"Is The Church of Christ A Denomination?" - 2
In last month's article we pointed out that before we can answer the above question, we must understand clearly what is meant by "denomination." We learned that a religious denomination consists of an "association of congregations" which have a common heritage. A denomination, by definition, is a part of something larger than itself. But the Bible is clear that the church Jesus came to establish (Matthew 16:18) is the one body of Christ (Ephesians 1:21-22; 4:4). It is not a part of anything else. Therefore, it is not a denomination. This was the substance of the previous article. Please get a copy of that article if you have not read it.
The key element in every religious denomination is that the congregations of which it consists are tied together under some kind of organizational umbrella which is distinct from the congregations themselves. Yet, in the New Testament, each congregation was self-governing (autonomous) under the direction of its own elders or bishops whose oversight was limited to the local flock of which they were a part (See Acts 14:23; 1 Peter 5:2). We search in vain in the New Testament to find the authority for any kind of intra or extra-congregational organization which planned or coordinated the function of those congregations. Even some denominational authorities acknowledge that denominations did not originate in the Bible. Dr. Donald G. Tinder, in the Evangelical Dictionary of Theology, points out that there has been very little theological writing on the subject of denominationalism. He suggests that the simplest explanation for this omission is "that the Bible in no way envisages the organization of the church into denominations. It instead assumes the opposite..." (p. 310).
Where, then, did this denominational concept of the church originate?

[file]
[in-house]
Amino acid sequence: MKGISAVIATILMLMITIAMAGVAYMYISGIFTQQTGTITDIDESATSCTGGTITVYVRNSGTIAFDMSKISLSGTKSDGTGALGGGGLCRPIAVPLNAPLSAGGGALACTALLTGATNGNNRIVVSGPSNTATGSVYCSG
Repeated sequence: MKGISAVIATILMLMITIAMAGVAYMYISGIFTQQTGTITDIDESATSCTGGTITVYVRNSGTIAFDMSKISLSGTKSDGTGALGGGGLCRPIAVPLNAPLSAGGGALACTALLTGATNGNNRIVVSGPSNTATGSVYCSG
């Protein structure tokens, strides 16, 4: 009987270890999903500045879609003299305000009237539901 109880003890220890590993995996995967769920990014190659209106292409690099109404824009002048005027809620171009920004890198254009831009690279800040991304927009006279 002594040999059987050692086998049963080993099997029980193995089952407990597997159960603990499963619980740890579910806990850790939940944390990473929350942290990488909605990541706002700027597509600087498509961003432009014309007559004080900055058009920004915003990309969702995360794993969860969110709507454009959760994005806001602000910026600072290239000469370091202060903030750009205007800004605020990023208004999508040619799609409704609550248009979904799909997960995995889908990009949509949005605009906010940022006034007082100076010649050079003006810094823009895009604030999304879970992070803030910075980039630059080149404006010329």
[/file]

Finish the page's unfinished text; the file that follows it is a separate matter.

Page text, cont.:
Even in the First Century, apostles were predicting an apostasy among the churches (Acts 20:28-30; 1 Timothy 4:1-4; 2 Timothy 4:3-4). Historical records verify that such apostasy did indeed come to pass. Not long after the First Century ended, local congregations began to set one man forth among the elders as "THE bishop". Before long, the eldership was replaced entirely by the one-man bishop system. The "Bishops" of the large metropolitan churches began to exercise greater authority even beyond their local congregations.
History of Christian Church, George P. Fisher, p. 51: "After we cross the limit of the first century we find that with each board of elders there is a person to whom the name 'bishop' is especially applied."
Beginning in the 2nd Century the "Bishops" of churches in various provinces began meeting to deliberate on doctrinal issues and to coordinate provincial activities among the churches. "These councils - of which no vestige appears before the middle of this [2nd] century - changed nearly the whole form of the church." – Mosheim's Ecclesiastical History I:116-117.
The first "Universal" (Ecumenical) Council was convened by the order of the Roman Emperor Constantine in Nicea, in 321 A. D. This was the Council of Nice, at which the "Nicene Creed" was produced.
Fisher, op cit., p. 104: "The bishop of the chief city of each province was called the metropolitan." By the 4th Century, the "Metropolitans" of the four leading cities of the empire, Rome, Constantinople, Antioch and Alexandria were competing for universal power. At the end of the 6th Century, Gregory the Great, Bishop of Rome, denounced John the Faster (Patriarch of Constantinople) for his assumed title of "Universal Patriarch". But by the 7th Century the Bishop of Rome began to be recognized as the "Universal Bishop" (Pope) over all the churches.
Thus, the move was complete from the simple New Testament organization of the autonomous local church to the universal structure now seen in Roman Catholicism. This denominational structure of the church involving a governing and coordinating authority for all the congregations took several centuries to develop. Denominationalism, as we know it today, is the illegitimate fruit of the apostasy which culminated in Roman Catholicism.
In the next article we shall trace the historical connection of the denominational concept of Christianity down to our present time.